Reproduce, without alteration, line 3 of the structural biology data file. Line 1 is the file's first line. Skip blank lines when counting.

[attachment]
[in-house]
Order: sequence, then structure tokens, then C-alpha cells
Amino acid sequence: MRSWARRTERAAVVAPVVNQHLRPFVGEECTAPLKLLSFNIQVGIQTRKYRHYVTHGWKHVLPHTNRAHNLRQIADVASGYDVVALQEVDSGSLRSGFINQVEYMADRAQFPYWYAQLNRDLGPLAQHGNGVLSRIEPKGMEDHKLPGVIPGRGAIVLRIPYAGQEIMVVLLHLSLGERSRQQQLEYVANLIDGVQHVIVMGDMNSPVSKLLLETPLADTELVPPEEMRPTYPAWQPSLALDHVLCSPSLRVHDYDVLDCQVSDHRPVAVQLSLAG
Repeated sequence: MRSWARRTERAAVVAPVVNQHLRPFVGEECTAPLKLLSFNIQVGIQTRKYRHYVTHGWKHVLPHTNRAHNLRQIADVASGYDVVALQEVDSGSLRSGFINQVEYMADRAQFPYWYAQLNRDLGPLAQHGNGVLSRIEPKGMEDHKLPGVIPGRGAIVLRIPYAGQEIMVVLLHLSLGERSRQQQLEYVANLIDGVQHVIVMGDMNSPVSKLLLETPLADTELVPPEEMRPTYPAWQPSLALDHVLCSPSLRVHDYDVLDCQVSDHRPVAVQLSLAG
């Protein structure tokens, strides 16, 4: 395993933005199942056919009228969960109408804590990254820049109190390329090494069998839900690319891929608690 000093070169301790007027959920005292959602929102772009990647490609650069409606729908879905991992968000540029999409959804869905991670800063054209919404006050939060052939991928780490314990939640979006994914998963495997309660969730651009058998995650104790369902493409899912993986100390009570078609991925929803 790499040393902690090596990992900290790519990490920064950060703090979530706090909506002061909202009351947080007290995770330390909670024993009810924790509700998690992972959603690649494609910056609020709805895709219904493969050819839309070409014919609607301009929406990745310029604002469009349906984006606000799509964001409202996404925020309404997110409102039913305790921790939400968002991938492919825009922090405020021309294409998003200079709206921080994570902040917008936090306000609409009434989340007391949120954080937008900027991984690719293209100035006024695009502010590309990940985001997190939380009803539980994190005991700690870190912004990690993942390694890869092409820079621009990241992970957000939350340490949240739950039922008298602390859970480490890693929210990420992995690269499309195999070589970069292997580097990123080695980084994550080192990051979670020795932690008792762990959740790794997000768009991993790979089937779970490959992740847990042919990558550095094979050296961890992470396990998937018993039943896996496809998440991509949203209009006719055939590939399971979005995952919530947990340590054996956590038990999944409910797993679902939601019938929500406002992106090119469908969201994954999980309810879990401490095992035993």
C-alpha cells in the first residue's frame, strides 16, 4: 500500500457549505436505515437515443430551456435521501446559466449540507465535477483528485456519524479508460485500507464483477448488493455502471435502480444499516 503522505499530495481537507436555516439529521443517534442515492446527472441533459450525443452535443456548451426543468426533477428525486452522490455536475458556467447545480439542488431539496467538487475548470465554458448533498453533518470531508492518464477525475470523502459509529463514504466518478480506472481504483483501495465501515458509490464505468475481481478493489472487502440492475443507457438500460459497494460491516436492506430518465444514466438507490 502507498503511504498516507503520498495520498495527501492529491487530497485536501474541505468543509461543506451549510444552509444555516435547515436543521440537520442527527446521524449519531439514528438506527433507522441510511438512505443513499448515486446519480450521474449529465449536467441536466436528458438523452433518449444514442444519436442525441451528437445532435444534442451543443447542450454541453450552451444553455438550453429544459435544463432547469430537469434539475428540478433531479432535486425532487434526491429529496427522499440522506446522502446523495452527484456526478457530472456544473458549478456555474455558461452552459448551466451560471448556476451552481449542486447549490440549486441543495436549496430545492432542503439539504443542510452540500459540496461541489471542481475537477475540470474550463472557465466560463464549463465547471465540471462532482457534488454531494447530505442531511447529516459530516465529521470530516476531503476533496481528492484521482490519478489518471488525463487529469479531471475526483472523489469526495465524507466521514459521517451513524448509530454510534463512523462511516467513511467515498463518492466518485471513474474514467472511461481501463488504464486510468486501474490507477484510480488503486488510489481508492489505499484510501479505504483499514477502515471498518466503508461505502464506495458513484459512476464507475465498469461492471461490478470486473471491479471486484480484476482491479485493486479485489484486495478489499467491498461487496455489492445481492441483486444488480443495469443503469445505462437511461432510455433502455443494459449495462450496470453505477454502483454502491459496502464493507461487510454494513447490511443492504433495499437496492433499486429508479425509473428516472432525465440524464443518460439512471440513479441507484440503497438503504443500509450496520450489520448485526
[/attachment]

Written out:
Amino acid sequence: MRSWARRTERAAVVAPVVNQHLRPFVGEECTAPLKLLSFNIQVGIQTRKYRHYVTHGWKHVLPHTNRAHNLRQIADVASGYDVVALQEVDSGSLRSGFINQVEYMADRAQFPYWYAQLNRDLGPLAQHGNGVLSRIEPKGMEDHKLPGVIPGRGAIVLRIPYAGQEIMVVLLHLSLGERSRQQQLEYVANLIDGVQHVIVMGDMNSPVSKLLLETPLADTELVPPEEMRPTYPAWQPSLALDHVLCSPSLRVHDYDVLDCQVSDHRPVAVQLSLAG